The word “allergy” is borrowed from the Greek language and means “another action.” Thus, allergies are changes in the body’s response to the effects of common substances found in the environment, which are harmless in themselves. These substances are called allergens, and the most common ones come from house mites, molds, woolly animals, food, drugs, metals, and pollen from grasses and trees.
When a patient comes into contact with an allergen, special antibodies (IgE) begin to be produced in the body. These antibodies are absorbed onto the surface of various inflammatory cells such as mast cells and basophilic granulocytes. Such cells are found, for example, in the mucous membrane of the respiratory tract, blood and skin. Upon renewal of contact with the same allergen, a reaction between the antibody and the allergen may occur. This reaction produces chemicals that cause disorders such as itching, nasal congestion, coughing, and shortness of breath. The most important chemical produced in this process is histamine. Sometimes an allergy to a certain substance can develop quickly, and sometimes it happens over a long period of time.
The hereditary factor plays an important role in the development of allergies. If neither parent is hypersensitive or allergic, there is a 15% chance that their child will develop an allergy. If one of the parents is allergic, then this figure will be 40%. In the presence of allergies in both parents, the probability of the child’s illness will be 60-80%. Often, food allergies in children go away with age, but adults can develop new types of allergies that affect the respiratory tract. Airway allergies rarely go away completely, but their intensity and symptoms can vary markedly and, in some cases, hardly be observed. Some, however, can react strongly to both pollen and animals in adulthood.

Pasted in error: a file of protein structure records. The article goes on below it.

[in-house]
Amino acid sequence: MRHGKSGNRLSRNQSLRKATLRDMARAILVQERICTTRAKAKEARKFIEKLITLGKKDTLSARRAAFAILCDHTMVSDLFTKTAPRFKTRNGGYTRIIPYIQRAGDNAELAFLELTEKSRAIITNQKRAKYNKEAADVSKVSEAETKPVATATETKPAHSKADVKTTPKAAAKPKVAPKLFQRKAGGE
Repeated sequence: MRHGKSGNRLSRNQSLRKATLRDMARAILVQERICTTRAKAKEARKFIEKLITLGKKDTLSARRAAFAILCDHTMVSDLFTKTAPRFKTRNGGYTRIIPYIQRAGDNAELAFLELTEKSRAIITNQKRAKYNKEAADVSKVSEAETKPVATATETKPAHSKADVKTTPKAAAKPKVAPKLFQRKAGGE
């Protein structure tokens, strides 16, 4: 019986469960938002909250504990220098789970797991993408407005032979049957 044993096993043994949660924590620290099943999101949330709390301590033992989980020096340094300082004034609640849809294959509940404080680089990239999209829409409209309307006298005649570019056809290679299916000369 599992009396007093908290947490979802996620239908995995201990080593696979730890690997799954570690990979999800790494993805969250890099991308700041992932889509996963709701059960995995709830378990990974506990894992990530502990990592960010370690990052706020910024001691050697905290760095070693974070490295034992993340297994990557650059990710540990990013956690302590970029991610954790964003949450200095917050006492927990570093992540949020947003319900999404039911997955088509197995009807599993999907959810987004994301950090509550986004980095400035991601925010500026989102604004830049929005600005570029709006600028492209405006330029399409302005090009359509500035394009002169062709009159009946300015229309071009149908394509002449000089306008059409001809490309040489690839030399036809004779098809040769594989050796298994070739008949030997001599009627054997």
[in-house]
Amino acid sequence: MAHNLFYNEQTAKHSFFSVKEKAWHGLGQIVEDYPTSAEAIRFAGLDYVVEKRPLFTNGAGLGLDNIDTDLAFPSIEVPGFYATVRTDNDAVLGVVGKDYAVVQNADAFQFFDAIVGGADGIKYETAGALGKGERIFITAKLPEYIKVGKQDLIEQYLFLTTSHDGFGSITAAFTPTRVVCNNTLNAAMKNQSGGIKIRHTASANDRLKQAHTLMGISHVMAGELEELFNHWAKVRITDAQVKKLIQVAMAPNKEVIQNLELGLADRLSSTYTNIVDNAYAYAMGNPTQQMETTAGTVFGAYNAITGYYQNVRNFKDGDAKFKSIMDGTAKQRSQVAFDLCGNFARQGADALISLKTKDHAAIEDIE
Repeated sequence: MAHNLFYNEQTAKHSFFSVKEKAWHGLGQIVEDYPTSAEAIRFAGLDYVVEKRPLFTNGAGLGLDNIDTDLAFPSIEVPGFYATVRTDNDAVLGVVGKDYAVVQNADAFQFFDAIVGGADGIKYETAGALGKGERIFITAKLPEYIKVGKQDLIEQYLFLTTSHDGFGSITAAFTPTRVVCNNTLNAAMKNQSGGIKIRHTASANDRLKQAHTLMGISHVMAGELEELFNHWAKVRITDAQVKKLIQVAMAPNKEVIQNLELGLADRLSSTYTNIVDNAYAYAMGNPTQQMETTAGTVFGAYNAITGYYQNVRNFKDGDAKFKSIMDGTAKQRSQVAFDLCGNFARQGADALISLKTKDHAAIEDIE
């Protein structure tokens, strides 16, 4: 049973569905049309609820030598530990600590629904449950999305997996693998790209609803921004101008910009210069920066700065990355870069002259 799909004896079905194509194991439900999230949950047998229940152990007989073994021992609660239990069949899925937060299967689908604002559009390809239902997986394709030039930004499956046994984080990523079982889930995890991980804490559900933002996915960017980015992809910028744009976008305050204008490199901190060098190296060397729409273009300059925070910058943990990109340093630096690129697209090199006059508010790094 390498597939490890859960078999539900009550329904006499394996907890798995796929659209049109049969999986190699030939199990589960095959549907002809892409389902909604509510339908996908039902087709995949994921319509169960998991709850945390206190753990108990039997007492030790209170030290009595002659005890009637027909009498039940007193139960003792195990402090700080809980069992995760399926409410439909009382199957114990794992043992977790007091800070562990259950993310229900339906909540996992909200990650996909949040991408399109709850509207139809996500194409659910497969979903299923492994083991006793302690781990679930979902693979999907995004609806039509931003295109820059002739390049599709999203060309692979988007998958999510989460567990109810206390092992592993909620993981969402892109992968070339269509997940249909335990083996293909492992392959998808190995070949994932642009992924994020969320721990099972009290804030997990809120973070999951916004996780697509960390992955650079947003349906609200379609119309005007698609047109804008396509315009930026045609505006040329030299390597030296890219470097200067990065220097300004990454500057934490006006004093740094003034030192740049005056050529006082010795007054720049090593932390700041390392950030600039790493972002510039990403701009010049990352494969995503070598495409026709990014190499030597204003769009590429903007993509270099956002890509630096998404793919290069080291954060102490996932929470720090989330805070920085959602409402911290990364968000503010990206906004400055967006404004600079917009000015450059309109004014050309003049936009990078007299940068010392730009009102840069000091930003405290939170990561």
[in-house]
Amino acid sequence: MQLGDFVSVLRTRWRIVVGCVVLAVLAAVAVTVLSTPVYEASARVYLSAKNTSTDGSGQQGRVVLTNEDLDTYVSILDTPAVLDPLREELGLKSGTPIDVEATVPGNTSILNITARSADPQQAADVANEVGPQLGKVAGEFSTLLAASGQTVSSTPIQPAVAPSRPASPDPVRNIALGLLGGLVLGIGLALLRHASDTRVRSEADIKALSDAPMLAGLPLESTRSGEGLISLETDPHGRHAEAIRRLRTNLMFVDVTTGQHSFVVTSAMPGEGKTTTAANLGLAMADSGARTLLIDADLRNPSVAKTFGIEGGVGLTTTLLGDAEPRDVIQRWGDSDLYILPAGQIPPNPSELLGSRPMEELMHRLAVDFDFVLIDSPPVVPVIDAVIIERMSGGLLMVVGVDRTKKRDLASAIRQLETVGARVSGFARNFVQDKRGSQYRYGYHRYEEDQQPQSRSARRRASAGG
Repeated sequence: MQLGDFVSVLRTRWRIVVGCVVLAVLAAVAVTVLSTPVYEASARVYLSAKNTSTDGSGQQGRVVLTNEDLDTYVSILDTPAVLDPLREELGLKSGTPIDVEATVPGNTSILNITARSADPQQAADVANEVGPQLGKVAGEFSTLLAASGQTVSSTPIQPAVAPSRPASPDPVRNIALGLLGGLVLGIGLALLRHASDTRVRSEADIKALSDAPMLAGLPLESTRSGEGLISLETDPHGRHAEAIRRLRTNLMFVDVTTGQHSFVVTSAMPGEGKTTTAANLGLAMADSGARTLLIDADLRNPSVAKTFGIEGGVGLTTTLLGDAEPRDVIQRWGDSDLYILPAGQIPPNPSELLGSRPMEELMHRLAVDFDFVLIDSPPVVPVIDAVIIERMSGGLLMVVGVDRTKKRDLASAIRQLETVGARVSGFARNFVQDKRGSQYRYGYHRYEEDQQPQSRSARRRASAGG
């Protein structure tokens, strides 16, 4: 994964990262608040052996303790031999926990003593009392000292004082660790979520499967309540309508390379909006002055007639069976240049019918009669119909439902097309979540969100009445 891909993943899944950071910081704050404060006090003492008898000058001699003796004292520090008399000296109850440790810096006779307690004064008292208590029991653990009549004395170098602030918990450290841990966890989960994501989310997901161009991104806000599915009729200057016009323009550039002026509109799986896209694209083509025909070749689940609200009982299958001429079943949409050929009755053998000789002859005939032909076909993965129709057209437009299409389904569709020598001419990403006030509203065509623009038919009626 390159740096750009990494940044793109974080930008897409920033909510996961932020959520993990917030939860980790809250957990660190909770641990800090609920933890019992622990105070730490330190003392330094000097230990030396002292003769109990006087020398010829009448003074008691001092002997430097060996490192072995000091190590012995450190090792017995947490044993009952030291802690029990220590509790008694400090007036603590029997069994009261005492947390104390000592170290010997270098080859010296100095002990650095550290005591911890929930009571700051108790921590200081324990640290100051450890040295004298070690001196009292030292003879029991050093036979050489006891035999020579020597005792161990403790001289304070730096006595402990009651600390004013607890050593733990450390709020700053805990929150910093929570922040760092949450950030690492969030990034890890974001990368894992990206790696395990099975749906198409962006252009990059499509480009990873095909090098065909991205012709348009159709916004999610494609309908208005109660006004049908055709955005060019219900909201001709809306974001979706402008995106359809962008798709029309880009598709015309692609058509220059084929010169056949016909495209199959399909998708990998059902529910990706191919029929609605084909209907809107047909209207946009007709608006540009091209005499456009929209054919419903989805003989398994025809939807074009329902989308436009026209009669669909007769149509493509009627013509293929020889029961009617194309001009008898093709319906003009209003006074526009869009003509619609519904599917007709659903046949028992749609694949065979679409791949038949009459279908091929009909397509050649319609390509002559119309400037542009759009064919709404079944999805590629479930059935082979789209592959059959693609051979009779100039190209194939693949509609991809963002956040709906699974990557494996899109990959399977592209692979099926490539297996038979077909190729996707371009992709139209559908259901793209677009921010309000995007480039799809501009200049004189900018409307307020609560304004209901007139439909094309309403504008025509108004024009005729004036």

Pollen allergy primarily irritates the nose and eyes but can also cause headaches, weakness, fatigue and decreased concentration. Many pollen allergy sufferers complain of discomfort in the mouth and throat when eating raw fruits and vegetables, especially during the pollen season. This is because pollen allergens are similar to proteins found in food, which leads to cross-reactions.
With an acute allergic reaction, anaphylactic shock can occur, that is, a life-threatening sharp drop in blood pressure. This can happen with an injection (vaccine or fluoroscopy contrast fluid), an insect bite (such as a wasp), medication, or food.
More than 40% of the population experience allergic reactions during their lifetime. In most cases, we are talking about mild symptoms. More serious allergic reactions are observed in 10-20% of the population. Most often, allergic symptoms appear already in childhood, although some people get their first allergic reactions as an adult.
Experts internationally agree that there has been an increase in allergy cases in recent decades. There is a lot to suggest that lifestyle factors such as altered diets and unhealthy indoor climates can play a role. In addition to this, the weakening of microbiological stimulation (hygienic hypothesis) and a change in the composition of the bacterial flora surrounding us should be noted.
If you think that you have an allergy, then, despite the sufficiency of preventive measures for mild to moderate symptoms, you should consult a doctor. The greatest effect will have a complete exclusion of contact with the allergen. In the case of food, this is not easy, and in the case of pollen allergy, it is almost impossible. Many people are forced to use medications for allergic symptoms.